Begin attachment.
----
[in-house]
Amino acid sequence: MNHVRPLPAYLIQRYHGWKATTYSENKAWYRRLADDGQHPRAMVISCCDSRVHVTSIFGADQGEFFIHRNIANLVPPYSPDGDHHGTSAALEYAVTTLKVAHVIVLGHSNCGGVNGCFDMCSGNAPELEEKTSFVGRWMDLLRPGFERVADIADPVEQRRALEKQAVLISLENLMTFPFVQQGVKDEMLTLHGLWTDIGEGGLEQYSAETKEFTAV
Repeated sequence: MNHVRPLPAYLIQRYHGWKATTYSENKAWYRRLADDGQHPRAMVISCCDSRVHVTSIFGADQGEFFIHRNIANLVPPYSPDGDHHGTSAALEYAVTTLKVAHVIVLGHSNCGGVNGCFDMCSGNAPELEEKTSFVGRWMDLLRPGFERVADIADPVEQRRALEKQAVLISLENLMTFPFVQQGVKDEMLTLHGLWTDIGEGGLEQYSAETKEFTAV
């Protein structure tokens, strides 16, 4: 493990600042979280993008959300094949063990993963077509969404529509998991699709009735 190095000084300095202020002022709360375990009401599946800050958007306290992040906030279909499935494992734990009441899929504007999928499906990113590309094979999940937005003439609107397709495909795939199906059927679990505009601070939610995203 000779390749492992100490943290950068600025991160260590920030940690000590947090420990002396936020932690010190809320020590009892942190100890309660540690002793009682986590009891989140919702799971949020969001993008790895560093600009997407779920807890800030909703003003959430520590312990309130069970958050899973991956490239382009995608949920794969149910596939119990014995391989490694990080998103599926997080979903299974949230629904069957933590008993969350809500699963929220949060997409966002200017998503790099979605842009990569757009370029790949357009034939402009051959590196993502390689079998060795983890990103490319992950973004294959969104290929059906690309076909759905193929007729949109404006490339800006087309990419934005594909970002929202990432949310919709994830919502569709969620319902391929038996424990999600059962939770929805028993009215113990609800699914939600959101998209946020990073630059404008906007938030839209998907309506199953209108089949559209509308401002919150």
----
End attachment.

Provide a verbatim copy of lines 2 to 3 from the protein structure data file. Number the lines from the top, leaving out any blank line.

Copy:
Amino acid sequence: MNHVRPLPAYLIQRYHGWKATTYSENKAWYRRLADDGQHPRAMVISCCDSRVHVTSIFGADQGEFFIHRNIANLVPPYSPDGDHHGTSAALEYAVTTLKVAHVIVLGHSNCGGVNGCFDMCSGNAPELEEKTSFVGRWMDLLRPGFERVADIADPVEQRRALEKQAVLISLENLMTFPFVQQGVKDEMLTLHGLWTDIGEGGLEQYSAETKEFTAV
Repeated sequence: MNHVRPLPAYLIQRYHGWKATTYSENKAWYRRLADDGQHPRAMVISCCDSRVHVTSIFGADQGEFFIHRNIANLVPPYSPDGDHHGTSAALEYAVTTLKVAHVIVLGHSNCGGVNGCFDMCSGNAPELEEKTSFVGRWMDLLRPGFERVADIADPVEQRRALEKQAVLISLENLMTFPFVQQGVKDEMLTLHGLWTDIGEGGLEQYSAETKEFTAV